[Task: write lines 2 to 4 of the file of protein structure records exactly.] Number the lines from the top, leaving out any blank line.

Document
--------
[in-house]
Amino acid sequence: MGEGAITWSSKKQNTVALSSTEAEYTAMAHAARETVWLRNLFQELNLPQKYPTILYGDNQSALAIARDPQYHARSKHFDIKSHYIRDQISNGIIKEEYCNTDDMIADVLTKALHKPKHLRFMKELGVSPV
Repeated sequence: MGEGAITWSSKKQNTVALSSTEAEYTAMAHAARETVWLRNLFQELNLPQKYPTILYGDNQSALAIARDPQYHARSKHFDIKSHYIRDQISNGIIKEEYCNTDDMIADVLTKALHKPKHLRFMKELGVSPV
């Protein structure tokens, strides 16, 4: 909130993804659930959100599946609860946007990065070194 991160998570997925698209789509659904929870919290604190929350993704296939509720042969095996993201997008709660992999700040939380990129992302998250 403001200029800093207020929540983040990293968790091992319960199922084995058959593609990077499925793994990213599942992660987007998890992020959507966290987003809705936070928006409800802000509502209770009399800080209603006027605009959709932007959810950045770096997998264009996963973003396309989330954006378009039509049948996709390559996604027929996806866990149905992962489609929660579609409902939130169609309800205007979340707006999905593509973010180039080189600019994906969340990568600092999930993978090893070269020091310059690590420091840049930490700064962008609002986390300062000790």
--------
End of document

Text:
Amino acid sequence: MGEGAITWSSKKQNTVALSSTEAEYTAMAHAARETVWLRNLFQELNLPQKYPTILYGDNQSALAIARDPQYHARSKHFDIKSHYIRDQISNGIIKEEYCNTDDMIADVLTKALHKPKHLRFMKELGVSPV
Repeated sequence: MGEGAITWSSKKQNTVALSSTEAEYTAMAHAARETVWLRNLFQELNLPQKYPTILYGDNQSALAIARDPQYHARSKHFDIKSHYIRDQISNGIIKEEYCNTDDMIADVLTKALHKPKHLRFMKELGVSPV
């Protein structure tokens, strides 16, 4: 909130993804659930959100599946609860946007990065070194 991160998570997925698209789509659904929870919290604190929350993704296939509720042969095996993201997008709660992999700040939380990129992302998250 403001200029800093207020929540983040990293968790091992319960199922084995058959593609990077499925793994990213599942992660987007998890992020959507966290987003809705936070928006409800802000509502209770009399800080209603006027605009959709932007959810950045770096997998264009996963973003396309989330954006378009039509049948996709390559996604027929996806866990149905992962489609929660579609409902939130169609309800205007979340707006999905593509973010180039080189600019994906969340990568600092999930993978090893070269020091310059690590420091840049930490700064962008609002986390300062000790």